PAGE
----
MEXICO CITY (Reuters) – Archeologists say a giant, ornate carving of an Aztec god recently unveiled in downtown Mexico City could be a massive headstone in honor of one of the civilization’s last rulers.
Scientists say the 12.4 ton stone cutting, which is covered with a vast, heavily detailed full-body engraving of earth god Tlaltecuhtli, is one of the most important Aztec finds ever.
The 11-foot long monolith was first made public in October. It is broken into several pieces but otherwise in excellent condition, archeologists said.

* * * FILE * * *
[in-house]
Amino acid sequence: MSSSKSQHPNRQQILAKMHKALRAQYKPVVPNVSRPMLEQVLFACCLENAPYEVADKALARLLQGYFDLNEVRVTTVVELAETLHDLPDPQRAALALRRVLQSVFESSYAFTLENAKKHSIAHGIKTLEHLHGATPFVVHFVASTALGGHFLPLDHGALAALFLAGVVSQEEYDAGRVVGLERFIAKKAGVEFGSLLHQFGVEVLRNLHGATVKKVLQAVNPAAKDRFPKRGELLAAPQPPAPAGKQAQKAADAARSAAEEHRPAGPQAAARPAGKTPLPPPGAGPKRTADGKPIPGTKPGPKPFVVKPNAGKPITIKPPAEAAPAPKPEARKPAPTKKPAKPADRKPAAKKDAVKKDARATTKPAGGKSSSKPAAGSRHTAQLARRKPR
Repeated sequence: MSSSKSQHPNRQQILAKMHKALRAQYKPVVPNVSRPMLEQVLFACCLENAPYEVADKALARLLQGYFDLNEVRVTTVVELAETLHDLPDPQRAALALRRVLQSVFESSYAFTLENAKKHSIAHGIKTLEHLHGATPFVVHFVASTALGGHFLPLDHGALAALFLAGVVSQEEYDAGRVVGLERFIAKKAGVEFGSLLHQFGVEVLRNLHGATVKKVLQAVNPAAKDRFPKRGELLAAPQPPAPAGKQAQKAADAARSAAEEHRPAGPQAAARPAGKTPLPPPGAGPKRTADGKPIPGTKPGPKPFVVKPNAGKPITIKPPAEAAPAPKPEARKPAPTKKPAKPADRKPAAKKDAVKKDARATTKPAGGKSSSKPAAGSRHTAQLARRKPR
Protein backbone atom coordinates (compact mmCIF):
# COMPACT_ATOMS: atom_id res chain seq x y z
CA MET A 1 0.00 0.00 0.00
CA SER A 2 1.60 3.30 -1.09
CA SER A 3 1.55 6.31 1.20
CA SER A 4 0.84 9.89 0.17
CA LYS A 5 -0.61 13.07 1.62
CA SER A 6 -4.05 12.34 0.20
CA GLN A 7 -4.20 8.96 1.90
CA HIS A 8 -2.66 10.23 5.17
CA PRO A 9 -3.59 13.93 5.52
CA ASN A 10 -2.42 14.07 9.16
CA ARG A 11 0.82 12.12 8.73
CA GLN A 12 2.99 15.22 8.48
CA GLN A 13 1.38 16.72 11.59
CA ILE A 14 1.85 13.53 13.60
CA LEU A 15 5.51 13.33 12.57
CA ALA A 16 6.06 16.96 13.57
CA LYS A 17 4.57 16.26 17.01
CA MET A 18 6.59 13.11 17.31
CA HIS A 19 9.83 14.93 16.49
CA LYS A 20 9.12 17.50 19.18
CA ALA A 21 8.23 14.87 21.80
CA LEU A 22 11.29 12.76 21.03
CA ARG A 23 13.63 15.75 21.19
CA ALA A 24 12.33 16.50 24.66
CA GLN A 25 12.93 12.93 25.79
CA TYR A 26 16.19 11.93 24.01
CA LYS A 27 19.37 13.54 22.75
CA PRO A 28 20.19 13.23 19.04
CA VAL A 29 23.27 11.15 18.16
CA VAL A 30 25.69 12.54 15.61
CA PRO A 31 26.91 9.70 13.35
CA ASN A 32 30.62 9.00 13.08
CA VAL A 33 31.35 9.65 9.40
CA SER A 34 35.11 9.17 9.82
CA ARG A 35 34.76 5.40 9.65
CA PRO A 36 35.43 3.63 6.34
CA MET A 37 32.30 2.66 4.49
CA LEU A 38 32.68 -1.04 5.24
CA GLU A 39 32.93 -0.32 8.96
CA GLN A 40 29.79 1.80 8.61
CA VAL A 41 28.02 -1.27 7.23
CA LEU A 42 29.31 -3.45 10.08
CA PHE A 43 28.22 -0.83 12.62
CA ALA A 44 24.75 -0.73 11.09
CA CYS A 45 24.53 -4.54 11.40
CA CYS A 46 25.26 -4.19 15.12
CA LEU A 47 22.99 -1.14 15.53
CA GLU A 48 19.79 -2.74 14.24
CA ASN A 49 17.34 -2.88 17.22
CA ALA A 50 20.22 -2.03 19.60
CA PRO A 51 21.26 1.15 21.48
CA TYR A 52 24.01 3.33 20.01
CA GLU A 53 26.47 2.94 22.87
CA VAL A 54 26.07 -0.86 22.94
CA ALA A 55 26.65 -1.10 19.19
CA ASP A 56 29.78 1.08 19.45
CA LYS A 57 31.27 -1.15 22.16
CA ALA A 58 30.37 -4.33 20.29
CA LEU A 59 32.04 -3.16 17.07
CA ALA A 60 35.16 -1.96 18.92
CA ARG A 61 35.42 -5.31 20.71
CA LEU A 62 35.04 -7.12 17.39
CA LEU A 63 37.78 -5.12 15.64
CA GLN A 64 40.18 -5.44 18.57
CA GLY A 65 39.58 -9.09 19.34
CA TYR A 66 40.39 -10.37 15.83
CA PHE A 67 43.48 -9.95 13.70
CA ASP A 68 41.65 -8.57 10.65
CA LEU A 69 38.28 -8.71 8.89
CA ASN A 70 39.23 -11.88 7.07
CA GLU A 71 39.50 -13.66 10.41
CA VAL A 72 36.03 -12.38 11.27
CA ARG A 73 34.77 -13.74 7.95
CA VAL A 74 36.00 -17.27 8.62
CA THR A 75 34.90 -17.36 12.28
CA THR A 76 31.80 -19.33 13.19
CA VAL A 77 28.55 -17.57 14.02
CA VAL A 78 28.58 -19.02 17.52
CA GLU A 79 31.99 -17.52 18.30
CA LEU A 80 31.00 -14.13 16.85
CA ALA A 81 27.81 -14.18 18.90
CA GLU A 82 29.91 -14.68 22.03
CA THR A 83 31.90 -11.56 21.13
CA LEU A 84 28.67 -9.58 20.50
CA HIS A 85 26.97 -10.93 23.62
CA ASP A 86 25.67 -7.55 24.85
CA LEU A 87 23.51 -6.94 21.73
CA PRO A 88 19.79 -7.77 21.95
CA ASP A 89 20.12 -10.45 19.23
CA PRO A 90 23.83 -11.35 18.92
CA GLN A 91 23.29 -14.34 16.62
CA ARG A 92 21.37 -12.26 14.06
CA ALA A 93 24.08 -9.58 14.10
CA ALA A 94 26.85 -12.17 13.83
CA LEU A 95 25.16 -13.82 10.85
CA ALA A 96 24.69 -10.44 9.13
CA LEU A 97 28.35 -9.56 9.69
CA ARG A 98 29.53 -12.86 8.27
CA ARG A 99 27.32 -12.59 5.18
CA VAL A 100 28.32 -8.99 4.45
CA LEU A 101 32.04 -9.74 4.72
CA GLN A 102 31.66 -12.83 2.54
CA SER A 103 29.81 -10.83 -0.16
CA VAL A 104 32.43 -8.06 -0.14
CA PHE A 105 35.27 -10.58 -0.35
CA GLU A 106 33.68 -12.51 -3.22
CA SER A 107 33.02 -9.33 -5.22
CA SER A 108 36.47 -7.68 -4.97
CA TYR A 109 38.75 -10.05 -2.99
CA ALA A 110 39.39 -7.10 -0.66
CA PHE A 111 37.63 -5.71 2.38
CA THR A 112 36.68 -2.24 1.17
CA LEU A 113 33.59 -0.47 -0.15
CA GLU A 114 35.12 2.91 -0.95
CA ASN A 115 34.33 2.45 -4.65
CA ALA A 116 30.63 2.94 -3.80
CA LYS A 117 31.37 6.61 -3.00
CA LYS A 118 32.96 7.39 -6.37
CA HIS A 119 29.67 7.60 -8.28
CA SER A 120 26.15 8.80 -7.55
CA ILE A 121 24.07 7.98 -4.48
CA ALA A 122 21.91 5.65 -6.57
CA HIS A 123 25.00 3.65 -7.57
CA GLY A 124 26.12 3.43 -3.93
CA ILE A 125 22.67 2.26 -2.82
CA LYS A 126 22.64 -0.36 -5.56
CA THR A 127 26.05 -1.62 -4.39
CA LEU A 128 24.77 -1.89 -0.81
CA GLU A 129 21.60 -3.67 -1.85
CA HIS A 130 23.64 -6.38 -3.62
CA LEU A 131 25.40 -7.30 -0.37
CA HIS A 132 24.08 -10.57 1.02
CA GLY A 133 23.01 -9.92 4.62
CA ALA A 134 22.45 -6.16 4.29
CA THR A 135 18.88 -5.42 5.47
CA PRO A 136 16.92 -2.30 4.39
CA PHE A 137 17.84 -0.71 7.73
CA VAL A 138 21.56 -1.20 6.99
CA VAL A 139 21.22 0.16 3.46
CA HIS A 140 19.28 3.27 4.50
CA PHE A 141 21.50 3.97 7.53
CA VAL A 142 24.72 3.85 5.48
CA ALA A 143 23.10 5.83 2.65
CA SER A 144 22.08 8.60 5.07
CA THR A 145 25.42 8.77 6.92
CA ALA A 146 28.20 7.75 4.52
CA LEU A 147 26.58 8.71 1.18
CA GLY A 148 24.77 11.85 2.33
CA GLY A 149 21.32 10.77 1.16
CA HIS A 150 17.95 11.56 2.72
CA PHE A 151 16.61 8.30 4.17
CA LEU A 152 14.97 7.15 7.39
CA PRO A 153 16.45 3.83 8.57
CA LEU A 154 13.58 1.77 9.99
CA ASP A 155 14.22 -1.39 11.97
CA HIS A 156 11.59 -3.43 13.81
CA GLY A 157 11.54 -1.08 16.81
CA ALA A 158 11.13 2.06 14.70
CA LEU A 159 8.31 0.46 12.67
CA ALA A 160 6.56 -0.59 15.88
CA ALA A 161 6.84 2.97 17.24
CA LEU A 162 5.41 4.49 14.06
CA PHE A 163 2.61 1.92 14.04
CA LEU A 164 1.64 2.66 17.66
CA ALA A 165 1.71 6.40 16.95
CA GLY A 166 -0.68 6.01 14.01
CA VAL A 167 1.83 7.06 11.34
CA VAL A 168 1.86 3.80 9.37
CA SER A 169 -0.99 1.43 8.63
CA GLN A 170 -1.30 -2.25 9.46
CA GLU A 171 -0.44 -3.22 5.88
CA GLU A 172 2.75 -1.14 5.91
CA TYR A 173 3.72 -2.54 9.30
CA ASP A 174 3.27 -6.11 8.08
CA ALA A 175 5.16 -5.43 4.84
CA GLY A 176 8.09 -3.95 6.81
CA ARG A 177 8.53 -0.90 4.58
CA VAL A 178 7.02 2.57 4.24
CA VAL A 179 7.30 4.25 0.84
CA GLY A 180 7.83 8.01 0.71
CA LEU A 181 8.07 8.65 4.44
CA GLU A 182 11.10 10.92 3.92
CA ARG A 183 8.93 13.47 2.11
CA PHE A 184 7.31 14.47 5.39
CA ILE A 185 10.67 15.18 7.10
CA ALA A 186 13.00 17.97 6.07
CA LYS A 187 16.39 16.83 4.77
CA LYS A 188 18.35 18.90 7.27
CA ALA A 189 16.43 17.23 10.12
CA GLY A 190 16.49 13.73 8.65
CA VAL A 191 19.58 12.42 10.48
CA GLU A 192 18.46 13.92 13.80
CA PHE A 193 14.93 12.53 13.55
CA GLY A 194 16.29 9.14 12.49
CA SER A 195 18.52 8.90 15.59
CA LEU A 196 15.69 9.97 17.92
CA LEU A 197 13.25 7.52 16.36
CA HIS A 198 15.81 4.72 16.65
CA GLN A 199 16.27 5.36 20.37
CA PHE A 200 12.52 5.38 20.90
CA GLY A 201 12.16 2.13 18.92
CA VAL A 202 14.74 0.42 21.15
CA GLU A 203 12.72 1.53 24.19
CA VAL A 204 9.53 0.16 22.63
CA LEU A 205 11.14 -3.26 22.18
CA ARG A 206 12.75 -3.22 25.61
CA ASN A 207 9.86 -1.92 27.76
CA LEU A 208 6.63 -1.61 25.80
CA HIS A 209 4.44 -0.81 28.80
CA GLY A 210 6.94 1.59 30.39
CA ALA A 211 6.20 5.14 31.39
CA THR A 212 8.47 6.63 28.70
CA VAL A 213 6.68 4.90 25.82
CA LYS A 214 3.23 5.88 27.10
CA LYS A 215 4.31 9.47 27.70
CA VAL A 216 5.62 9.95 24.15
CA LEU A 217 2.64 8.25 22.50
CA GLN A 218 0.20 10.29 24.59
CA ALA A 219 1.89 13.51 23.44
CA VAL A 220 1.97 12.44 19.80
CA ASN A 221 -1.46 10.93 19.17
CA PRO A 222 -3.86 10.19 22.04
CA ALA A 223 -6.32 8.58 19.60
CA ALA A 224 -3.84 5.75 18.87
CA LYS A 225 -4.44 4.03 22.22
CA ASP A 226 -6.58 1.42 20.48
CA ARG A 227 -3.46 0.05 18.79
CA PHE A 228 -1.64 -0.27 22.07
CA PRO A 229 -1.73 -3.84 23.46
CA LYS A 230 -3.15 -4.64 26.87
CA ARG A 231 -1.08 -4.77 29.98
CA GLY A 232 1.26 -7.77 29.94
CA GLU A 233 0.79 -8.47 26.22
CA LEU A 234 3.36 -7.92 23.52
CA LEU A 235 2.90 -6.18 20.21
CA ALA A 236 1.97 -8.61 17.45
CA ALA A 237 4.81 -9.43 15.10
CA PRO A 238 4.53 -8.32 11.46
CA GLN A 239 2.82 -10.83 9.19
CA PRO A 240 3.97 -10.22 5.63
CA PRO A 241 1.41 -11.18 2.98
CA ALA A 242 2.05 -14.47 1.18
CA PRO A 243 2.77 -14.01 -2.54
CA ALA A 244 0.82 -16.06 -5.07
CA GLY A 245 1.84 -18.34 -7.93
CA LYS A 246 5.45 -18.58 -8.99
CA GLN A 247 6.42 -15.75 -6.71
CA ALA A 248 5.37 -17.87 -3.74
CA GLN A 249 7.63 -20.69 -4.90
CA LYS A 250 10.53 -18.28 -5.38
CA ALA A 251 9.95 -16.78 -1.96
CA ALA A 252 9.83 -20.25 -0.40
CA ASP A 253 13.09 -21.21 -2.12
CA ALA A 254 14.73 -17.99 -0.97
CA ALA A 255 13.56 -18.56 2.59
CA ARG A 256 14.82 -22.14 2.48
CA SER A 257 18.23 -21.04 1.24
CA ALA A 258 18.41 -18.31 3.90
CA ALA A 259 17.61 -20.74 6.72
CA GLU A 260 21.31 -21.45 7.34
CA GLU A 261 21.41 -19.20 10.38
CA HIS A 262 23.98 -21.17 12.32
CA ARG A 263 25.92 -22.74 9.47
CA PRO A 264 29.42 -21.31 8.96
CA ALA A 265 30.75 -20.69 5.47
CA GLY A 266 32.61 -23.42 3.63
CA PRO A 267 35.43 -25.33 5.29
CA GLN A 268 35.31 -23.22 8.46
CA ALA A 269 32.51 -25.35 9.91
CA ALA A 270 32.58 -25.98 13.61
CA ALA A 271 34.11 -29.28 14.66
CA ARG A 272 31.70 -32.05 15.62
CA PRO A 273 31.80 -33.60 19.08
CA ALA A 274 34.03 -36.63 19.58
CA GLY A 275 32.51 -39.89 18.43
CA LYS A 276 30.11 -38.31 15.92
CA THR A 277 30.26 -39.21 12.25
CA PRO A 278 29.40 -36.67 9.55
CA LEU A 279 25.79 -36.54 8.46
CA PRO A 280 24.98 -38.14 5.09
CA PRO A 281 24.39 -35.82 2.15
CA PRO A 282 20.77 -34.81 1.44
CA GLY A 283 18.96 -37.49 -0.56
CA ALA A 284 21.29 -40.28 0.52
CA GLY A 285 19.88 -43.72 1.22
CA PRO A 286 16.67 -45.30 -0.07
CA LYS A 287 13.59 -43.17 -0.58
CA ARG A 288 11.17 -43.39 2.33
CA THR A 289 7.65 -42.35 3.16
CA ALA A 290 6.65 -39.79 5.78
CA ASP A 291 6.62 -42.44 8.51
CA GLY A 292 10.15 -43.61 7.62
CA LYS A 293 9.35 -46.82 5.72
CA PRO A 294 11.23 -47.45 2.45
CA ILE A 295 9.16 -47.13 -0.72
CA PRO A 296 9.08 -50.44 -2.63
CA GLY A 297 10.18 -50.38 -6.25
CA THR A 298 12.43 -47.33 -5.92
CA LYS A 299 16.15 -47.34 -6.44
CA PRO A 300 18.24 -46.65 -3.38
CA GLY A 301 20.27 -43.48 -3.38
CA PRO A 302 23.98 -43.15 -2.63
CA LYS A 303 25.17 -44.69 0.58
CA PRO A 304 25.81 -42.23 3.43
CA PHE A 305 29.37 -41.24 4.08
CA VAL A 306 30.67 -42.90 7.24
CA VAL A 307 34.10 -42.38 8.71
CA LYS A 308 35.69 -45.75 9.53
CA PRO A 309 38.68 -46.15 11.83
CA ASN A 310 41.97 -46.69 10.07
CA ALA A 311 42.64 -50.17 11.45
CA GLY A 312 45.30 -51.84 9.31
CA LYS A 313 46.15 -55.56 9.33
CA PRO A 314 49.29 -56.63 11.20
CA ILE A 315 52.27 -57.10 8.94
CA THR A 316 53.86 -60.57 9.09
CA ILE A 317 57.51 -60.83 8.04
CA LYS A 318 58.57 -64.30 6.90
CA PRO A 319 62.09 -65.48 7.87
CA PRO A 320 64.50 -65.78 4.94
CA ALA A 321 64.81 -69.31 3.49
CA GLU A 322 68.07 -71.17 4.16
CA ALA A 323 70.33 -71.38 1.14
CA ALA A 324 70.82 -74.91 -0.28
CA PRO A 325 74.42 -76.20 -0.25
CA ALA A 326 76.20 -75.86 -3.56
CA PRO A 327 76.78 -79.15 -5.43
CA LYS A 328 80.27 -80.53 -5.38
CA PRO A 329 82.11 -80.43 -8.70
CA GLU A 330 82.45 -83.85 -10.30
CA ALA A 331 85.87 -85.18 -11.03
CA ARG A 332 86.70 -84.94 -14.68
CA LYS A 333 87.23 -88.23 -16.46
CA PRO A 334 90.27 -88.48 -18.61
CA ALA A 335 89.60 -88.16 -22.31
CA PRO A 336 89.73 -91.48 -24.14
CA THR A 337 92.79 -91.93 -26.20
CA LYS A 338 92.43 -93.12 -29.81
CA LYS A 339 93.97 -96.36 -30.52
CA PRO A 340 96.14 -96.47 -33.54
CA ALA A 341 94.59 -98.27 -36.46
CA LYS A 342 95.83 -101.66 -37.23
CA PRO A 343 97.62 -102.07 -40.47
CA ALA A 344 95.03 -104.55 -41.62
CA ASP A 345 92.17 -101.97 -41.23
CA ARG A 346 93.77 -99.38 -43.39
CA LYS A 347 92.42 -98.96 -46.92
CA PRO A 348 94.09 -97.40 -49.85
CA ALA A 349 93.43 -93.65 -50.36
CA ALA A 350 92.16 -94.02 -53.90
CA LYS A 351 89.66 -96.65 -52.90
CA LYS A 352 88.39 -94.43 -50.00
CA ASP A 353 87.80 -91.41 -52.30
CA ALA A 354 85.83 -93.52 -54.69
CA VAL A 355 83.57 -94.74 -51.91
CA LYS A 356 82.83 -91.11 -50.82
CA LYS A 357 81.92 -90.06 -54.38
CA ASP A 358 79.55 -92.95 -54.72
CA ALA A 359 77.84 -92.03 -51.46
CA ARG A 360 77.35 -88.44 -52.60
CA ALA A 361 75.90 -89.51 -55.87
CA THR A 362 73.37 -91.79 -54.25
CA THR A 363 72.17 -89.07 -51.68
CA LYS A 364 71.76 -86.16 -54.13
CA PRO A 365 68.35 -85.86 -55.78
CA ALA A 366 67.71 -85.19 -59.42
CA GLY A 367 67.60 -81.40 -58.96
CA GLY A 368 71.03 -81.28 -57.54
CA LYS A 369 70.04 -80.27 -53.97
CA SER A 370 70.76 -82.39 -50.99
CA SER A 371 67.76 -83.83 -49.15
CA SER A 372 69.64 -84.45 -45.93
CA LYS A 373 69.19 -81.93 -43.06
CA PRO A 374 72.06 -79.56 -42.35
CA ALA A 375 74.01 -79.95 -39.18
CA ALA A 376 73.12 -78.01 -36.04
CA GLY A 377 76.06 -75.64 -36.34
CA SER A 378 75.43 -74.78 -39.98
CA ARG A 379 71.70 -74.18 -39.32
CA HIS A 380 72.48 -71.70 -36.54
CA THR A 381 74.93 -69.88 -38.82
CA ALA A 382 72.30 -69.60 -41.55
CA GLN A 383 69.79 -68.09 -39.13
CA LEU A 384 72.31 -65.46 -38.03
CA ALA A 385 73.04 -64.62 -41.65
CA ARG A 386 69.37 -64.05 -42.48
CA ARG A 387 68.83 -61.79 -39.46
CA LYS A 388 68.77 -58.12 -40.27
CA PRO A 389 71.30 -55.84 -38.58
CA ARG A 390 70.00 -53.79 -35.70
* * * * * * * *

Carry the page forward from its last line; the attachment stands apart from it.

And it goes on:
They have spent weeks scraping dirt and debris from the piece and now say it may be the headstone of Ahuizotl, the eighth Aztec ruler, whose successor Moctezuma II governed at the start of the Spanish conquest of Mexico.
The headstone is decorated with the carved image of a deity with a giant male head ringed by masses of curly hair and a sharp extended tongue representing a stream of blood.
Skulls and crossed bones surround the body, as well as a rabbit and several dots thought to be a time stamp dating the sculpture to 1502.
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